As Moore looks at the episodes of Christ's desert temptations, he sees a pattern of how the devil attacks Christians today. Whether we are tempted to doubt God's love for us, his provision for us, his understanding of our desires, his plan for our future, or whatever doubts might enter our minds in myriad forms, those temptations were all present in the tactics of the enemy that Christ faced. Moore does well to bring Jesus' first century temptations into our twenty-first century lives.
The focus of this book, regardless of the temptation faced, is the gospel of Christ. Moore does not make this little book a how-to or accountability-group manual. Instead, the author takes his readers to the cross. It is when we understand what Jesus accomplished on our behalf and what the gospel is all about that we will better face down our temptations.
A final positive I will mention about this book, though there are many, is that this is a Crossway book. I love the fact that, when I got this book, I also had a free PDF copy available to me for use on my computer or another electronic reading device. Simply put, I love what Crossway is doing.
The biggest negative that I have toward this book has to do with its structure. Call me particular, but I just do not like reading thirty-page chapters. I would rather have seen this book broken down into shorter chapters that kept the flow of thought more simple.
I will also add that this book is very real in speaking of sin. Moore never crosses any line into impropriety, but he is honest about the ways in which temptations can manifest themselves in the lives of real people living in a real, fallen world. Readers need to be aware that Moore is not going to pull punches or pretend that the worst temptation we face is to have a second slice of pie at the church social.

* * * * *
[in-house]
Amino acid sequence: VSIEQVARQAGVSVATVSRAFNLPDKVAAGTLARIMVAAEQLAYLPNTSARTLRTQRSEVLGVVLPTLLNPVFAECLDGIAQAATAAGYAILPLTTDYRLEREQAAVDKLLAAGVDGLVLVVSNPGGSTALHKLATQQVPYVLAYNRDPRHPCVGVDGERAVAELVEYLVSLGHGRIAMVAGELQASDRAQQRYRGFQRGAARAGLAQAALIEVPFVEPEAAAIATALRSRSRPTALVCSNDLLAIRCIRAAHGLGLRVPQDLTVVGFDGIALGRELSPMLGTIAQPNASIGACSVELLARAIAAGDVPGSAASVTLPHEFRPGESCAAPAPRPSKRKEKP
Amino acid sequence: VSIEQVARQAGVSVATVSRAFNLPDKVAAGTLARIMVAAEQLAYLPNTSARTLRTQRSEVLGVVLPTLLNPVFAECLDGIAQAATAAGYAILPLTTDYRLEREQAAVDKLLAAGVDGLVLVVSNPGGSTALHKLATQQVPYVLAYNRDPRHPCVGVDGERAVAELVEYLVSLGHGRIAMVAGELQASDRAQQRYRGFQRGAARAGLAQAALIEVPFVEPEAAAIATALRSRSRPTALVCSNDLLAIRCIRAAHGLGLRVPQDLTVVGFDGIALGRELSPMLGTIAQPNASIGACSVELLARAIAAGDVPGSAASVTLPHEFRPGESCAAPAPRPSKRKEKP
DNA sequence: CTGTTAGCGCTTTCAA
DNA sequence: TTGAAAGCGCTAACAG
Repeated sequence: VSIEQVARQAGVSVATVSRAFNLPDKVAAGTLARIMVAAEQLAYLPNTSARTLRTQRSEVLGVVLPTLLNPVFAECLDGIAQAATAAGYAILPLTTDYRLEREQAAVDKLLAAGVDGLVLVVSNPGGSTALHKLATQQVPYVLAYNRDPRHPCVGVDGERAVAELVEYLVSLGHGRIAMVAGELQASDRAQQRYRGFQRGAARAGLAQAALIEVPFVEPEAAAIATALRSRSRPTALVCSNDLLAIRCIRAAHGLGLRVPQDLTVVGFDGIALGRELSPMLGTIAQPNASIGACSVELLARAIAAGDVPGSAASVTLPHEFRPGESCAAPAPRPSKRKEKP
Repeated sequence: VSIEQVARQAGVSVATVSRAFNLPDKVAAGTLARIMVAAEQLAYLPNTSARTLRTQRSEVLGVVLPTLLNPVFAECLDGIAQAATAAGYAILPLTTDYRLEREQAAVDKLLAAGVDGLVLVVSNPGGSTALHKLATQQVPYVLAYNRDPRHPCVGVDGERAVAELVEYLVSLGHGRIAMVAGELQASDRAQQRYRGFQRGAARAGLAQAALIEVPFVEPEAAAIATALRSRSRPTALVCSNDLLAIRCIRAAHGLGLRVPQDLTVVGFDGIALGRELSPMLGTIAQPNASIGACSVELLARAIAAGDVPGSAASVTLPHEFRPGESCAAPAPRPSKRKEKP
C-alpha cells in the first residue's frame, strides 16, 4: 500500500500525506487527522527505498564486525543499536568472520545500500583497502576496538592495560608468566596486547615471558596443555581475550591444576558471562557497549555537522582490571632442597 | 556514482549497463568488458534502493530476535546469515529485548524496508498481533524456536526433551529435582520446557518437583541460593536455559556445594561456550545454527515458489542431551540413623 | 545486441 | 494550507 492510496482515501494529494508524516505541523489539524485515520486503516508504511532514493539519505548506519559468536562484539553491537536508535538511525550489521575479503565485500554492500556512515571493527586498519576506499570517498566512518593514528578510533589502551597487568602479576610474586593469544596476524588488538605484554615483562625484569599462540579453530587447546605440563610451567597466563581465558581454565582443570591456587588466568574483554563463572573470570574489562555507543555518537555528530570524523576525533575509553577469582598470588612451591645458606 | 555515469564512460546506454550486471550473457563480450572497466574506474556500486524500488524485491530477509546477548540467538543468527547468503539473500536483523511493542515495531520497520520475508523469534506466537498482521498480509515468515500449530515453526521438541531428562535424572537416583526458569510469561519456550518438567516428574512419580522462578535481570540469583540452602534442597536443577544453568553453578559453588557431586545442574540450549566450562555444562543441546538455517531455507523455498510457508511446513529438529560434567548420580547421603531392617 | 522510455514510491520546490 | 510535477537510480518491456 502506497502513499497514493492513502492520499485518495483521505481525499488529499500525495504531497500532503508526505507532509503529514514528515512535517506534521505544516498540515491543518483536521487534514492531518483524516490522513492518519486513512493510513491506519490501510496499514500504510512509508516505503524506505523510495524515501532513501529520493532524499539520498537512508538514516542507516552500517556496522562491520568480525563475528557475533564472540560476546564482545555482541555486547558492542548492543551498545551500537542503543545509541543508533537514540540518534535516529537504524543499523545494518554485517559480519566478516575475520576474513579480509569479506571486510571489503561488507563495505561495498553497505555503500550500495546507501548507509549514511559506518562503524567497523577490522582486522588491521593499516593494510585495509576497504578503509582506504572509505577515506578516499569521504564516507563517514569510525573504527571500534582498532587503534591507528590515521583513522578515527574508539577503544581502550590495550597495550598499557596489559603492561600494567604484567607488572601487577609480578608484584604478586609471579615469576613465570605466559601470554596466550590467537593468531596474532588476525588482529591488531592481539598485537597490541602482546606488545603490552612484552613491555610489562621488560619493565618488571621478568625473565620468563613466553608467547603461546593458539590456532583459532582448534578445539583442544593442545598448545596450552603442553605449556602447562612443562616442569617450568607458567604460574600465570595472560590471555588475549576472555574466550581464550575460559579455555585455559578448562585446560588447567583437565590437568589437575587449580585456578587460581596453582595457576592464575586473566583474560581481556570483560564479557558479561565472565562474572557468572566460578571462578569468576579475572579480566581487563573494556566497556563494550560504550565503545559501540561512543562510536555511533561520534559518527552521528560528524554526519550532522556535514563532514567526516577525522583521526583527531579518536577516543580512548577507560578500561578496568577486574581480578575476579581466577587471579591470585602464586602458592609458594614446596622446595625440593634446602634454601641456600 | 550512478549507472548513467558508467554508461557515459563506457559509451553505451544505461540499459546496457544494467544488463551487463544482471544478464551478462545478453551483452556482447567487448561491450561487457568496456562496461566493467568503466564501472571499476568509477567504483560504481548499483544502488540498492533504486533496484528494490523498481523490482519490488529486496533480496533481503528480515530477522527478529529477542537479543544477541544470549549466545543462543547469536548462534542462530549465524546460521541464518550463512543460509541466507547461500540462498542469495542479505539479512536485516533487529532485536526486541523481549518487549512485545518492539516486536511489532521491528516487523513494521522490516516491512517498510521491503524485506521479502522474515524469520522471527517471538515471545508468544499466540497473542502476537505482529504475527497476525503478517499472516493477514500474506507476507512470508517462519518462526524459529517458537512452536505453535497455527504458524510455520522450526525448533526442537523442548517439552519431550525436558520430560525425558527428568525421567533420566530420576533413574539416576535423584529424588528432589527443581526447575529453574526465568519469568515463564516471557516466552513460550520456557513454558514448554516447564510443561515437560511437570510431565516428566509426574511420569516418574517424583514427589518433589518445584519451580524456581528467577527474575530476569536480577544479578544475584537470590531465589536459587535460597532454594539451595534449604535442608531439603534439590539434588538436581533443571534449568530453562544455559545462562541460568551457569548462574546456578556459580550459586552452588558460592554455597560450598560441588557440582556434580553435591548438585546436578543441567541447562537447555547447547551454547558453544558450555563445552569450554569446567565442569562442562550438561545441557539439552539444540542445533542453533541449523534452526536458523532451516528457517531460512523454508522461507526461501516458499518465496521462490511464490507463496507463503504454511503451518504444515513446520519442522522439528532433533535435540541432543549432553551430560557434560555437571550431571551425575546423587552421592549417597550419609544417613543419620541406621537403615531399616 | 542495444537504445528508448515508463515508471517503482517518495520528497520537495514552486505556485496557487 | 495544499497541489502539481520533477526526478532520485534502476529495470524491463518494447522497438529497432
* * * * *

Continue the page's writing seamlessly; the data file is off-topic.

Russell Moore has given us a sweet little book in Tempted and Tried. We all have temptations. Moore has helped to show us what those temptations are like and how Christ, who has identified himself with us through his suffering, is familiar with the kinds of struggles we face. Pastors, small groups, Sunday School classes, and individuals will benefit by reading this work.
The fact is, the book contains some real substance but is marred by several things. First of all, the chapters are way too long. Furthermore, they were not divided up into manageable reading chunks. Some kind of discernible outline for each chapter would have been helpful. It made it difficult to wade through page after page with no break. Secondly and related to the first point, the organization of the book did not seem well thought out. I realize that it is supposed to be an exposition of sorts of the temptation of Christ in the wilderness. However, the themes Moore covered meandered throughout the book so that it was hard to keep track of where he was going. Much of the content was haphazard and it was often unclear what his point was. Once you begin to start seeing what a particular point was then he suddenly seemed to shift gears without driving the point home. Thirdly, much of what he says seemed obtuse and esoteric. It was simply unclear what it is he was trying to say. I found myself reading many paragraphs 3 or 4 times before I think I understood what he was trying to say. I also found it hard to connect many of his illustrations to the point he was making. I am an avid reader of all sorts of literature including dense theological volumes, but I had trouble getting through this book and so did everyone in our men's group.
Having said all that, occasionally Moore said some brilliant things with real clarity and power. For several pages he writes with simplicity, pointedness and passion unfortunately only to be followed by more fogginess a few pages later. The book contains some real gems that challenge one's thinking and encourages the believer in dealing with sin and temptation. His focus on the centrality of the gospel is commendable when there is so much clap-trap from Christian writers these days. When his points were clear there was nothing I disagreed with. He obviously has tried to remain faithful to the truth of Scripture and that was important in my decision to choose this book for our men's group.
Unfortunately, while others have clearly profited from this book, aside from places here and there, I found it a rather frustrating reading experience. This is not a book I will probably read again and I think there are other books on sin and temptation that are more profitable for the believer.